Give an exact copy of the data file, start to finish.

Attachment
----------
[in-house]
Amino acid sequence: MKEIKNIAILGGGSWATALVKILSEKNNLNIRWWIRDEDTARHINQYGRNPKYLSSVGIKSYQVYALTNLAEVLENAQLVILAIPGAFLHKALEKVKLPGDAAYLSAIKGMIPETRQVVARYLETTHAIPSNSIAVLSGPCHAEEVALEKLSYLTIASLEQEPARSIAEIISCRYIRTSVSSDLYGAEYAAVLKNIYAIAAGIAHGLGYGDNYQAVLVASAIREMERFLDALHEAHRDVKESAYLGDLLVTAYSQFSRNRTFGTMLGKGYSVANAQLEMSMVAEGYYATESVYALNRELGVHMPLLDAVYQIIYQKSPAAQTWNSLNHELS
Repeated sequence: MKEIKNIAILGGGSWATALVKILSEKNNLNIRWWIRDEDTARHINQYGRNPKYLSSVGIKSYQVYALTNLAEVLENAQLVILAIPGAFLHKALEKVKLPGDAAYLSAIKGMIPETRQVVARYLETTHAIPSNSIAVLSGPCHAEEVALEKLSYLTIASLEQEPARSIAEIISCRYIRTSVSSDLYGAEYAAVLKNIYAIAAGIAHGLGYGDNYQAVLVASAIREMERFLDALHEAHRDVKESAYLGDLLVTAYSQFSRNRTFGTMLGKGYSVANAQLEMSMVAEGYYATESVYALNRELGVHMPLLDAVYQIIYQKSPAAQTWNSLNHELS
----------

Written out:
[in-house]
Amino acid sequence: MKEIKNIAILGGGSWATALVKILSEKNNLNIRWWIRDEDTARHINQYGRNPKYLSSVGIKSYQVYALTNLAEVLENAQLVILAIPGAFLHKALEKVKLPGDAAYLSAIKGMIPETRQVVARYLETTHAIPSNSIAVLSGPCHAEEVALEKLSYLTIASLEQEPARSIAEIISCRYIRTSVSSDLYGAEYAAVLKNIYAIAAGIAHGLGYGDNYQAVLVASAIREMERFLDALHEAHRDVKESAYLGDLLVTAYSQFSRNRTFGTMLGKGYSVANAQLEMSMVAEGYYATESVYALNRELGVHMPLLDAVYQIIYQKSPAAQTWNSLNHELS
Repeated sequence: MKEIKNIAILGGGSWATALVKILSEKNNLNIRWWIRDEDTARHINQYGRNPKYLSSVGIKSYQVYALTNLAEVLENAQLVILAIPGAFLHKALEKVKLPGDAAYLSAIKGMIPETRQVVARYLETTHAIPSNSIAVLSGPCHAEEVALEKLSYLTIASLEQEPARSIAEIISCRYIRTSVSSDLYGAEYAAVLKNIYAIAAGIAHGLGYGDNYQAVLVASAIREMERFLDALHEAHRDVKESAYLGDLLVTAYSQFSRNRTFGTMLGKGYSVANAQLEMSMVAEGYYATESVYALNRELGVHMPLLDAVYQIIYQKSPAAQTWNSLNHELS